Brian White is a biology professor at the University of Massachusetts Amherst. Wooclap had the pleasure of interviewing him regarding his experience with Blended Learning, and flipped classrooms in particular.
The flipped classroom, one of Blended Learning’s best known concepts, is an instructional strategy that reverses the traditional learning process. While theoretical content is delivered out of the classroom, through online platforms for example, practical applications, which were previously part of homework, are dealt with during classes.
As many educators are now changing the way they teach, Wooclap was interested in the reason why Prof. White chose to do so.
Brian White, PhD Associate Professor of Biology — Science Education
How do you use flipped classrooms, and why did you distance yourself from the traditional way of teaching?
I have used MOOCs and the concept of flipped classrooms with a large biology class since 2013. I have now implemented flipped classrooms for courses like Introduction to Biology because these contain roughly 600 students, making them quite large.
I changed the way I teach for a couple of reasons, the first of which is the lack of questions students used to ask in class. I would ask them if they had any questions at the end of every class, but they rarely had any. I realised that was mainly because my students had no idea what kind of questions to ask or what they were expected to know at the time.
The second incentive came while I was trying to solve my first problem. I started asking my students more questions regarding the new material, and by doing so, I received more questions in return and participation in my classes improved. This allowed me to know when I could move onto the next chapter. I progressively increased the number of questions in class, and this soon became a vital part of any course.
Since my time to both teach new material and share additional information was limited, however, I decided to teach the theoretical foundation of classes using MOOCs, so that I could further increase class participation. Sharing basic information online gave me the time to ask and answer questions in the classroom, as well as address students’ issues on an individual level.
What are the challenges teachers are facing today?
The issues we are faced with today are not new, I believe. As a teacher, you want your students to be able to use what they have learned. In high school, for example, classes are based on memorisation, and that knowledge is to be used to solve problems in practice. Ironically, students solving problems creates problems for their teachers, because correcting all of these assignments requires an enormous amount of time. At MIT, my classes involved weekly problems in addition to homework, which my professors had to review while also preparing our daily classes. Of course, they had assistants to help them with such work, but not every university has those resources at its disposal.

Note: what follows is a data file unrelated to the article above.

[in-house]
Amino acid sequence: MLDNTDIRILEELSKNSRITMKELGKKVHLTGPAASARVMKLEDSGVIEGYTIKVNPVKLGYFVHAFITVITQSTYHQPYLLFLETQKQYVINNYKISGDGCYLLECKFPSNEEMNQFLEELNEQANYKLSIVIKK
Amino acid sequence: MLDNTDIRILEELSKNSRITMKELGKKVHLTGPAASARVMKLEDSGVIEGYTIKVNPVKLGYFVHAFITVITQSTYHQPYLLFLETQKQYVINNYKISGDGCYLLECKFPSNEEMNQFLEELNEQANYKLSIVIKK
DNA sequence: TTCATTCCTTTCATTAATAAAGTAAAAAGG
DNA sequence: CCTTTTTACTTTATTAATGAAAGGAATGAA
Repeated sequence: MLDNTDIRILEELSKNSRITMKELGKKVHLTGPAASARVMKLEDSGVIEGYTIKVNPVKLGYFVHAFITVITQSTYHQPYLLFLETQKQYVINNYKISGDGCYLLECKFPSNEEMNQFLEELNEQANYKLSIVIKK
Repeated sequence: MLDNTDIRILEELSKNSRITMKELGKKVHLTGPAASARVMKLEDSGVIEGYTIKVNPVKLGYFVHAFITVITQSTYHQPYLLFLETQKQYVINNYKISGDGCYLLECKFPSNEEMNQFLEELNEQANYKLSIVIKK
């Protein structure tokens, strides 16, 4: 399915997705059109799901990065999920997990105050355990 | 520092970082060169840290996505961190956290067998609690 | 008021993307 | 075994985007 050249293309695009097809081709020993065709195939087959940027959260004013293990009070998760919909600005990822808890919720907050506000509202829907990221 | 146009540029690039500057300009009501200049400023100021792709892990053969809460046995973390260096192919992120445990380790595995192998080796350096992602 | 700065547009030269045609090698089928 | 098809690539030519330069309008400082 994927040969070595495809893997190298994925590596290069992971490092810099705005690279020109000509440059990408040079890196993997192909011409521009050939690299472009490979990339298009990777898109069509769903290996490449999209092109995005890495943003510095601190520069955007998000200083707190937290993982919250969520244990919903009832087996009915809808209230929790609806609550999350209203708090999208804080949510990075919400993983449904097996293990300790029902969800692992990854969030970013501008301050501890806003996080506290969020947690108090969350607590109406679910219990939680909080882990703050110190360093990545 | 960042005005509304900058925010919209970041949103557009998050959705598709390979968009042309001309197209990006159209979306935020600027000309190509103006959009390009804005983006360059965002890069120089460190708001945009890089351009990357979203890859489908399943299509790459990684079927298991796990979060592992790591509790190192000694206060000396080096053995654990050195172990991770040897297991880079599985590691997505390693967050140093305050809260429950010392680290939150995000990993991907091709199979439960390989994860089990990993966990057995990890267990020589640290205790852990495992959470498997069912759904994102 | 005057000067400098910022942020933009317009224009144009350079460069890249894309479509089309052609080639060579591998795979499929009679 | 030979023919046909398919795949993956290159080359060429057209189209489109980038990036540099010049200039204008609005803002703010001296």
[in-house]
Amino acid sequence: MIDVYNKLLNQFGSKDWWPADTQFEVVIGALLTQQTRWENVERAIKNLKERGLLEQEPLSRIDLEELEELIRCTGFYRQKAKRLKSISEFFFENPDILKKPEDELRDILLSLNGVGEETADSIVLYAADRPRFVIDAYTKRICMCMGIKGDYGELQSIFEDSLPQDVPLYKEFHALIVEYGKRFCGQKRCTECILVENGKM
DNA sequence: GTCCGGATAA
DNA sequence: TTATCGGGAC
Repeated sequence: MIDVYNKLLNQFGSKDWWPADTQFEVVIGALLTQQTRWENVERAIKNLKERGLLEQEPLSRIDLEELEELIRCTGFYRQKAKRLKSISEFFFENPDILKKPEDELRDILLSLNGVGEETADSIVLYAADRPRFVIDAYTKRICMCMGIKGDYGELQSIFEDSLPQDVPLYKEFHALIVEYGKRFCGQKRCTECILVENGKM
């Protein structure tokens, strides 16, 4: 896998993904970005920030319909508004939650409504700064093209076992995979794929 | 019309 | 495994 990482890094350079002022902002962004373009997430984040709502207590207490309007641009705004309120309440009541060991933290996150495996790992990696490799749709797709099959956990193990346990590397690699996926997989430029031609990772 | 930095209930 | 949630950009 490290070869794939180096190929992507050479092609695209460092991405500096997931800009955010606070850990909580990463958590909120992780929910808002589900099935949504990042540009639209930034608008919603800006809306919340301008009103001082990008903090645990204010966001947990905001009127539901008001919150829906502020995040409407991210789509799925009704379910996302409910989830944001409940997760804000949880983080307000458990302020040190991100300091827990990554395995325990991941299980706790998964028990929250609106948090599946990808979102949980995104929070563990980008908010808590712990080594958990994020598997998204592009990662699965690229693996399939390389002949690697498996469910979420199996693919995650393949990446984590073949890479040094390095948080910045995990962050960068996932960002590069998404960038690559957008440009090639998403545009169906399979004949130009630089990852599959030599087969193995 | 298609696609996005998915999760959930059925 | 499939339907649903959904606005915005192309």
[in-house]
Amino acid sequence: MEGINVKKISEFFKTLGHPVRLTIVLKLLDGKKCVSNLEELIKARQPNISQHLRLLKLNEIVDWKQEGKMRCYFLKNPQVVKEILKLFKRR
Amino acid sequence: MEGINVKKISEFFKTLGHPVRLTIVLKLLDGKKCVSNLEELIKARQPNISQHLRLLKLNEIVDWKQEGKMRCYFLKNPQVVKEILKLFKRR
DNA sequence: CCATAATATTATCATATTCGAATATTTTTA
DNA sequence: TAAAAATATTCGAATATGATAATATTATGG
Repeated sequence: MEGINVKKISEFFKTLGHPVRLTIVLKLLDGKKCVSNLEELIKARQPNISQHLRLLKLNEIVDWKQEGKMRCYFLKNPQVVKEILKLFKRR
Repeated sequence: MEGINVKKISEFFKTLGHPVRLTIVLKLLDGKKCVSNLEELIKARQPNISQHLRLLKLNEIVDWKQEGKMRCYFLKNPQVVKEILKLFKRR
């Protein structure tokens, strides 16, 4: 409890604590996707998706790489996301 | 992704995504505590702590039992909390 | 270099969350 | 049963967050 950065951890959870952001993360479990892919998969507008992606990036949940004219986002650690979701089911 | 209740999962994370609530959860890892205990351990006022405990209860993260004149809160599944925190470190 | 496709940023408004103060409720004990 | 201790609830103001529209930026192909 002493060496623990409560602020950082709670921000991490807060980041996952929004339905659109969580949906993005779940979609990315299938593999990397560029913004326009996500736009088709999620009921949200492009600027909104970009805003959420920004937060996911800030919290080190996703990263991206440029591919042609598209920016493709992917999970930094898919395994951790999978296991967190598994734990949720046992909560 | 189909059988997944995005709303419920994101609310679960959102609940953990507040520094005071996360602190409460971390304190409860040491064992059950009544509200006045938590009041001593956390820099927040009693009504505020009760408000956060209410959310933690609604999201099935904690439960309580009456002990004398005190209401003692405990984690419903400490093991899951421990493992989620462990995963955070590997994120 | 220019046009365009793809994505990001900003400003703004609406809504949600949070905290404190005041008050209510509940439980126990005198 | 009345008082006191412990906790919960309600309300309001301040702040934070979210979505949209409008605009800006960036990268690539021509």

The question I pondered, “How can students apply what they have learned, while optimising our time and resources?”, led me to the flipped classroom.
I used to discuss theoretical content during my lectures, and my assistant would handle the labs, which were content-based practice sessions, mostly dealing with practical cases and problem-solving. I decided to move the content of my lectures online and focus on the labs during my time with my students, so that they could practice alongside an expert, rather than an assistant. I considered that to be a better use of their time and mine, because it enables them to view videos of the material at home and ask questions regarding practical exercises in class.
Do your colleagues also use Flipped classroom?
That is an interesting question, because, strangely, flipped classrooms are rare and blended learning seems a bit odd to many of my colleagues. There are exceptions of course. Literature classes, for example, have always used flipped classrooms, because students have to read the books at home and make all the practical exercises in class. So, this movement is not necessarily a revolution, but for some reason, it is not something my colleagues are interested in. One of them tried it at some point, but she ended up going back to a traditional approach.
Have you had discussions with colleagues about the need to innovate the way classes are taught?
My colleagues are dissatisfied with the old teaching methods and the amount of interaction they have with their students, but even though they show interest in leaving those outdated methods behind, they are afraid to do so. The switch to blended learning puts them off.
Why? Several reasons were given:
- Placing their courses’ entire content online is an extensive task,
- Creating videos of their lectures is no simple task either, and they are not comfortable with changing their work habits,
- It requires education on their part as well, learning how to work with Blackboard etc.,
- They are afraid of this “revolution”,
- Is it really worth it ?
Does this new teaching method offer positive feedback from your students?
Students love it, though I haven’t really analysed the data enough to measure the improvement. The year I implemented flipped classrooms, I gave students the same exams as the year preceding it and obtained similar results, but I have a strong feeling that those who succeeded were even more engaged than before.
At first, I thought a video was a poor substitute for my classroom lectures, but I was wrong. Online videos allow students to learn at their own pace; they can pause and replay it, meaning they are not pressured by the pace at which certain classmates learn. Thanks to their homework, they have access to instantaneous feedback, which is a great measure of their progress, and which constitutes a real benefit they truly enjoy.